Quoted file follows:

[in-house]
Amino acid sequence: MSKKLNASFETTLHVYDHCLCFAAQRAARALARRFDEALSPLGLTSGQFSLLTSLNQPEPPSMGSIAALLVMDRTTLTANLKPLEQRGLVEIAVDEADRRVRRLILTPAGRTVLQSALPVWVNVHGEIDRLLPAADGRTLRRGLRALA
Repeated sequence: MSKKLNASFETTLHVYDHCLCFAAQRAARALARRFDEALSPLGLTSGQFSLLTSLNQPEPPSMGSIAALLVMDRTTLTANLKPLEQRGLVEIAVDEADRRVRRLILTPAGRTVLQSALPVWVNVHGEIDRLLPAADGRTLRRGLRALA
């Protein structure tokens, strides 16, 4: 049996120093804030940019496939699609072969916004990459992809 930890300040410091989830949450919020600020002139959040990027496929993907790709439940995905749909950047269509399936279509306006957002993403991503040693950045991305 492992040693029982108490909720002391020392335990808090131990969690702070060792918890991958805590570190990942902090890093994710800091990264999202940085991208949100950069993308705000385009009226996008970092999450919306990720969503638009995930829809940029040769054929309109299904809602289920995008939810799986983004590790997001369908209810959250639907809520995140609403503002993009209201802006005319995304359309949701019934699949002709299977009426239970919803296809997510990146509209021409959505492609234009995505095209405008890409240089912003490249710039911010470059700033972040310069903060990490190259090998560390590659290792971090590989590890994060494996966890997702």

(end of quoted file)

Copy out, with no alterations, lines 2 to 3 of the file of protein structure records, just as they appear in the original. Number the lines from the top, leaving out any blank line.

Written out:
Amino acid sequence: MSKKLNASFETTLHVYDHCLCFAAQRAARALARRFDEALSPLGLTSGQFSLLTSLNQPEPPSMGSIAALLVMDRTTLTANLKPLEQRGLVEIAVDEADRRVRRLILTPAGRTVLQSALPVWVNVHGEIDRLLPAADGRTLRRGLRALA
Repeated sequence: MSKKLNASFETTLHVYDHCLCFAAQRAARALARRFDEALSPLGLTSGQFSLLTSLNQPEPPSMGSIAALLVMDRTTLTANLKPLEQRGLVEIAVDEADRRVRRLILTPAGRTVLQSALPVWVNVHGEIDRLLPAADGRTLRRGLRALA